CTP Children’s Theatre Project

DAC Day of the African Child

DANIDA Danish International Development Agency

DAWASA Dar es Salaam Water Supply Authority

DMT District Management Teams

DSS District Surveillance System

ECED Early Childhood Education and Development

EPI Expanded Programme on Immunisation

ERP Economic Recovery Programme

ESDP Education Sector Development Programme

ESR Education for Self Reliance

FAWE Forum for African Women Educationalists

FGM Female Genital Mutilation

GDP Gross Domestic Product

GENPROM Gender Promotion

GER Gross Enrolment Rate

GMP Growth Monitoring Project

GoT Government of Tanzania

HBS Household Budget Survey

HIPC Highly Indebted Poor Countries

IDB Islamic Development Bank

IDD Iodine Deficiency Disorders

ILFS Integrated Labour Force Survey

ILO International Labour Organisation

IMCI Integrated Management of Childhood Illness

IMR Infant Mortality Rate

IPEC International Programme for the Elimination of Child Labour

IWD International Women’s Day

KCMC Kilimanjaro Christian Medical Centre

Kiota A Swahili word meaning
Kuleana A Tanzania NGO dealing with children’s rights

LBW Low Birth Weight

LDC Least Developed Countries

LRC Law Reform Commission

MCDGC Ministry of Community Development, Gender and Children (URT)

MCH Maternal Child Health

MEES Moral Ethics and Environmental Studies

MDG Millennium Development Goals

MYEWCD Ministry of Youth Employment, Women and Children Development

MLYDS Ministry of Labour, Youth Development and Sports (URT)

MOEC Ministry of Education and Culture (URT)

MOH Ministry of Health (URT)

MOHSW Ministry of Health and Social Welfare (Zanzibar)

MOI Mohimbili Orthopaedic Institute

MTAA Lowest level of local government in urban areas in Tanzania Mainland

MTCT Mother To Child Transmission

MVC Most Vunerable Children

NACP National Aids Control Programme

Nane Nane Day National Farmers’ Day

NCRC National Child Rights Committee

NER Net Enrolment Rate

NGO Non-Governmental Organisation

NISCC National Inter-Sectoral Coordination Committee

NPA National Plan of Action
PEDP Primary Education Development Programme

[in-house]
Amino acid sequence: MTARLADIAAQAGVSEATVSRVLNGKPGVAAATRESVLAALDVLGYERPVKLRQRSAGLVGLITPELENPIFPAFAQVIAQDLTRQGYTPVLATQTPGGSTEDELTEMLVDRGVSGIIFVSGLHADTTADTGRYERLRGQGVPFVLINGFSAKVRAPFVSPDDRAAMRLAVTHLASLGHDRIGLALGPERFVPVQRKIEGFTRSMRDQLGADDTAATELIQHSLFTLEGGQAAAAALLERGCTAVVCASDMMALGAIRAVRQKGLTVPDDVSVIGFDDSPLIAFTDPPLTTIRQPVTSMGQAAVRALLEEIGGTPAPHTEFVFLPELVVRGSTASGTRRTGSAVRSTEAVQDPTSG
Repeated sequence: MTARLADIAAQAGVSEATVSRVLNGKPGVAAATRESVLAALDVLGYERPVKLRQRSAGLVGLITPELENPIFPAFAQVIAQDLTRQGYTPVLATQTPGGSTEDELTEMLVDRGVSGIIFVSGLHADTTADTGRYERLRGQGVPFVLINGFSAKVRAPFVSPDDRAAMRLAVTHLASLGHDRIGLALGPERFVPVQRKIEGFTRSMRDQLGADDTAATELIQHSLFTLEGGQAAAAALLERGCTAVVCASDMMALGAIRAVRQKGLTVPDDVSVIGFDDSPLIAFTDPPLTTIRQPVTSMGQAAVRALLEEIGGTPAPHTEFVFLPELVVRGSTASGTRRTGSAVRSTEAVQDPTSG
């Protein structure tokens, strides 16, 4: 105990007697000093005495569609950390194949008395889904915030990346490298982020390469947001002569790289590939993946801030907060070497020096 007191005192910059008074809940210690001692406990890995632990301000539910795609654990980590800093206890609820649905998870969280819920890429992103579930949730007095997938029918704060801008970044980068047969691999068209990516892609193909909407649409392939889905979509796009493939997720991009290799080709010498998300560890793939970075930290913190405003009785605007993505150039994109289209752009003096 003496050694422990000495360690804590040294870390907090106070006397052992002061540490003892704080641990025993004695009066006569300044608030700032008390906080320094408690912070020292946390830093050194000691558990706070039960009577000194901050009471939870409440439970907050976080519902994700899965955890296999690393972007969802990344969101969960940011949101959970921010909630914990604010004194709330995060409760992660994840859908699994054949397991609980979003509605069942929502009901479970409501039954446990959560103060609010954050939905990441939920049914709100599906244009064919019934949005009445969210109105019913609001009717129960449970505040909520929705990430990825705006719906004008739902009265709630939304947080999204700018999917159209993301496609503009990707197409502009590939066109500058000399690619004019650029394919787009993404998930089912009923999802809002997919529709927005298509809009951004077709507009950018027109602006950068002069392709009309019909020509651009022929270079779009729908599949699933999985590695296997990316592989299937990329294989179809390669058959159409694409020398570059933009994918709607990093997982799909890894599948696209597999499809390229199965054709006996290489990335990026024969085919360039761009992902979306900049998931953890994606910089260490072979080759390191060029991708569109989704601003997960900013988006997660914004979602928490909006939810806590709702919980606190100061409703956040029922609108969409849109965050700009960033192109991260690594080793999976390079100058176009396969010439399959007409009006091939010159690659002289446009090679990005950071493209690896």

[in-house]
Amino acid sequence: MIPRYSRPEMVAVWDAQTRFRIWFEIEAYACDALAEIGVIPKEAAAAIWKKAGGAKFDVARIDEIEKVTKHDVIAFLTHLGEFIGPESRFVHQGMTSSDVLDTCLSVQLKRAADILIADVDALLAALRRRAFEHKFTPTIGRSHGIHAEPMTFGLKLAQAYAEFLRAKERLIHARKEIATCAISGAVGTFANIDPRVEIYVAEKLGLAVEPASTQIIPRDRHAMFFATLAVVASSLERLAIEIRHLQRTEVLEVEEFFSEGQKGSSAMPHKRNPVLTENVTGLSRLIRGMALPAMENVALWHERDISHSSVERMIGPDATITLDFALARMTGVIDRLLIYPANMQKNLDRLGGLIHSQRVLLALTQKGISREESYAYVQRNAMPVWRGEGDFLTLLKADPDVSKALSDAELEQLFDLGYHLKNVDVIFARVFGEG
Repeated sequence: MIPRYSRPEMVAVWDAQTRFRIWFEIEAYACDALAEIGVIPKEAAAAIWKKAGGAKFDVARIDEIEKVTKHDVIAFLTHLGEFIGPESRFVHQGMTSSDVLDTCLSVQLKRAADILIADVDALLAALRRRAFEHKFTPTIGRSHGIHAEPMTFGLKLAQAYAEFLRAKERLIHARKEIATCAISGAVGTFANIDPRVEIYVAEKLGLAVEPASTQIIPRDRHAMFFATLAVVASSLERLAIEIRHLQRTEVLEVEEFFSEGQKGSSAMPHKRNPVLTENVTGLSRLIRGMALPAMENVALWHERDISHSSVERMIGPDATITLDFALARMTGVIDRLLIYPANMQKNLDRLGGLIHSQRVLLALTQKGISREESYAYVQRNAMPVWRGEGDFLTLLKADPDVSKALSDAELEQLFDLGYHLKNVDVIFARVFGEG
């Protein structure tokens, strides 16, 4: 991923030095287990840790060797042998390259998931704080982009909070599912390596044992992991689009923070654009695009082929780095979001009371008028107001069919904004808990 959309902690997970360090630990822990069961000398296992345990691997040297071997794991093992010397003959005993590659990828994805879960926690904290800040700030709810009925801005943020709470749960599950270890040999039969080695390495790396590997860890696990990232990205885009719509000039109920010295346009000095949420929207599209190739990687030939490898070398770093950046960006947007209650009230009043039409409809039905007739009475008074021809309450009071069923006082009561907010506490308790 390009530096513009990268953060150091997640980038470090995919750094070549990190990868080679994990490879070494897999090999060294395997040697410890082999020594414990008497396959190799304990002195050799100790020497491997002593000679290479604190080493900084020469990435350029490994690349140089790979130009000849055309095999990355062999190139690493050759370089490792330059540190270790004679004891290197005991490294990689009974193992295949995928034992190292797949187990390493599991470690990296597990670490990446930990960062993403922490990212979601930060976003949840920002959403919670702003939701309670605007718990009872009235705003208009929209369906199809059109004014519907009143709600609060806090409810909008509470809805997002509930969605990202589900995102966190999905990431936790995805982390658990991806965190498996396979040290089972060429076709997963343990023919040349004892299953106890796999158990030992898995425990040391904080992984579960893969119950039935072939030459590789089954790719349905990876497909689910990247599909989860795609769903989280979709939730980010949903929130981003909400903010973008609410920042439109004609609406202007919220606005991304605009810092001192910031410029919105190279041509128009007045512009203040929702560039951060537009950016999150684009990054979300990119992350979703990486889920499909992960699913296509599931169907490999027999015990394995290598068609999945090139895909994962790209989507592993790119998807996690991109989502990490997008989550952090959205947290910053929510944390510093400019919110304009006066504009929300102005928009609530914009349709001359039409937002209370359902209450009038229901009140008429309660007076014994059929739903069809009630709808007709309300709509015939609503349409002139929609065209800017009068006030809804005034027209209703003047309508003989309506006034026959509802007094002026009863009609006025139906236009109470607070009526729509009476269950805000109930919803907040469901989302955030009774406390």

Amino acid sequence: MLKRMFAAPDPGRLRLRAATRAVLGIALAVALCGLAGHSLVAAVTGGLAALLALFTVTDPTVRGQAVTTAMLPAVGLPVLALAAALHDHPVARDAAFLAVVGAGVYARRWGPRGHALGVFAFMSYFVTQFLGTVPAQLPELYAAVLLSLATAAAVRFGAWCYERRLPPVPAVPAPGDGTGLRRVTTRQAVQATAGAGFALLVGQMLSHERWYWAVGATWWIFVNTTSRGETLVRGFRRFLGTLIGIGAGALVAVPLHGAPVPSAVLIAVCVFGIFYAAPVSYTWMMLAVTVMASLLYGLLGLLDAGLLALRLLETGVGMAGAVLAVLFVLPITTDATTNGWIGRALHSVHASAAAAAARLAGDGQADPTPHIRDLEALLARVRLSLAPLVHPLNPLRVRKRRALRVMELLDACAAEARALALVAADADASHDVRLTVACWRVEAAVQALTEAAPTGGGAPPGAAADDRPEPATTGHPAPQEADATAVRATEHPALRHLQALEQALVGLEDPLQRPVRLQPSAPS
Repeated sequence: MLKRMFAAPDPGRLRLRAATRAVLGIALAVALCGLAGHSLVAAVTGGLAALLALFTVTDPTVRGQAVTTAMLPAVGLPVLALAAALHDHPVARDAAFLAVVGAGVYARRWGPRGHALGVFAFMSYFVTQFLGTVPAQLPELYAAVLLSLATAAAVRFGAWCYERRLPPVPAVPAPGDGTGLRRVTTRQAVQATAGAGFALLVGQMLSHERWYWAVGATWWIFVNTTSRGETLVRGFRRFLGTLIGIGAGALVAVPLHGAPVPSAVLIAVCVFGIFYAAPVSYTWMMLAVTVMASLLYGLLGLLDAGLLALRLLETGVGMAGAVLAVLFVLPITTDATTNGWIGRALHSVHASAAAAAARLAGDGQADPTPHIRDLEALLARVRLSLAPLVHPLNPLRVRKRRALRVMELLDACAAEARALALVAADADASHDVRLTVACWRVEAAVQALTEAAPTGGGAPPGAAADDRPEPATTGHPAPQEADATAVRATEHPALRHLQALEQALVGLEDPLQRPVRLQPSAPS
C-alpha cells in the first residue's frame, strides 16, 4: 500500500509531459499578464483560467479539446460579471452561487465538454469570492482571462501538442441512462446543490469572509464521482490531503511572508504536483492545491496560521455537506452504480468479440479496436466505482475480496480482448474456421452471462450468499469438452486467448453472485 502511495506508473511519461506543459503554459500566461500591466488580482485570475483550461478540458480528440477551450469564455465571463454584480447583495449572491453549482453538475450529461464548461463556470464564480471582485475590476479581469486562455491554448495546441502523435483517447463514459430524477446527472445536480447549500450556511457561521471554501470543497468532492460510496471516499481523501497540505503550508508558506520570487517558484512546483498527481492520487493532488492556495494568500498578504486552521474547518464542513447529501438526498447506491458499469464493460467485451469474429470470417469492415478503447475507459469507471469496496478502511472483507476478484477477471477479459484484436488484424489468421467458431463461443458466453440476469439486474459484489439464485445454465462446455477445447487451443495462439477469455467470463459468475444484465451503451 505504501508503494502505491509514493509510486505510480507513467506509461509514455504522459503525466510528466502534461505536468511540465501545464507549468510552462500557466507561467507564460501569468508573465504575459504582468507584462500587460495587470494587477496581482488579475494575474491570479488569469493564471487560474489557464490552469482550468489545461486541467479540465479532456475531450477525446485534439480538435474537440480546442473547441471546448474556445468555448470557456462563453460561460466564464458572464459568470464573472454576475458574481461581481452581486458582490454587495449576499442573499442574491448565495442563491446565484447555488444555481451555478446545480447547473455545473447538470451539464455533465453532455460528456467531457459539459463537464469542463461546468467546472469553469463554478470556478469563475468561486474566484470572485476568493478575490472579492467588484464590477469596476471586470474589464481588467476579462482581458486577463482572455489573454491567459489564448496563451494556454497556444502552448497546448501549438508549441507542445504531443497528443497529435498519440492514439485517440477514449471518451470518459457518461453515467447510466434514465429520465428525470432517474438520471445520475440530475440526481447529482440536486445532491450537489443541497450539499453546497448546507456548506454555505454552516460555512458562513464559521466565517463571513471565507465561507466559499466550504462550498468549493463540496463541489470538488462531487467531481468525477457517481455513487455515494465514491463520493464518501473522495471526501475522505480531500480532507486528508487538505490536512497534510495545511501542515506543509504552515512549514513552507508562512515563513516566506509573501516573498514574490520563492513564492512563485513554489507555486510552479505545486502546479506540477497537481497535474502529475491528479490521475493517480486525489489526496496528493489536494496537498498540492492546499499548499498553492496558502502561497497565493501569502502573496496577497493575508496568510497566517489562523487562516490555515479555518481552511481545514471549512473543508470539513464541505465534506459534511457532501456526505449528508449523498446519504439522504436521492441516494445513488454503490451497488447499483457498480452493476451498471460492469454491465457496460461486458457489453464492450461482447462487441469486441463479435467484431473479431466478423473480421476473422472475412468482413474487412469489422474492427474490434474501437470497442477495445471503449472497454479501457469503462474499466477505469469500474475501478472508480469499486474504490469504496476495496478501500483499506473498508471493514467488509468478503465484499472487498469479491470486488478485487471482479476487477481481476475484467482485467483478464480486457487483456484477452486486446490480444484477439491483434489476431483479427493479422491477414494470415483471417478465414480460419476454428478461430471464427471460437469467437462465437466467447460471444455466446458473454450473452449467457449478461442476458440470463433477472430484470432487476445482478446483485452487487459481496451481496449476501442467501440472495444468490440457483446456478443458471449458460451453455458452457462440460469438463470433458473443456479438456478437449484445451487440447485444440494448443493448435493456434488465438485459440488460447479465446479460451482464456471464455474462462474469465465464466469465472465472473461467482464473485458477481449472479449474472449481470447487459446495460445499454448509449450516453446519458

PEM Protein Energy Malnutrition

PER Public Expenditure Review

PHAST Participatory Hygiene and Sanitation Transformation

PMS Poverty Monitoring System

PMTCTP Prevention of Mother to Child Transmission Programme

PRS Poverty Reduction Strategy

PSI Population Services International

RCHS Reproductive and Child Health Services

SADC Southern Africa Development Community

SAP Structural Adjustment Programme

Shehia Lowest level of local government in Zanzibar

SOSPA Special Offences (Special Provisions) Act, 1998

TACAIDS Tanzania Commission on AIDS

TAMWA Tanzania Media Women’s Association

TAS Tanzania Assistance Strategy

TAWLA Tanzania Women Lawyers’ Association

TBP-EWFCL Time-Bound Programme on the Elimination of the

Worst Forms of Child Labour

TCDC Training Centre for Development Cooperation

TFNC Tanzania Food and Nutrition Centre

TGNP Tanzania Gender Networking Programme

TMC Tanzania Movement for and with Children

TOT Training of Trainers

TRCHS Tanzania Reproductive and Child Health Survey

TRCS Tanzania Red Cross Society

TSED Tanzania Socio-Economic Database

TTC Teachers’ Training College

U5MR Under Five-Mortality Rate

UNDP United Nations Development Programme

UNFPA United Nations Fund for Population Activities

UNGASS United Nations General Assembly Special Session on Children

UNHCR United Nations High Commission for Refugees

UNICEF United Nations Children’s Fund

UPE Universal Primary Education

URT United Republic of Tanzania

VAD Vitamin “A” Deficiency

VCCT Voluntary Confidential Counsel and Testing for HIV

WFFC World Fit for Children

WHO World Health Organization

ZAC Zanzibar AIDS Commission

ZACA Zanzibar Association for Child Advancement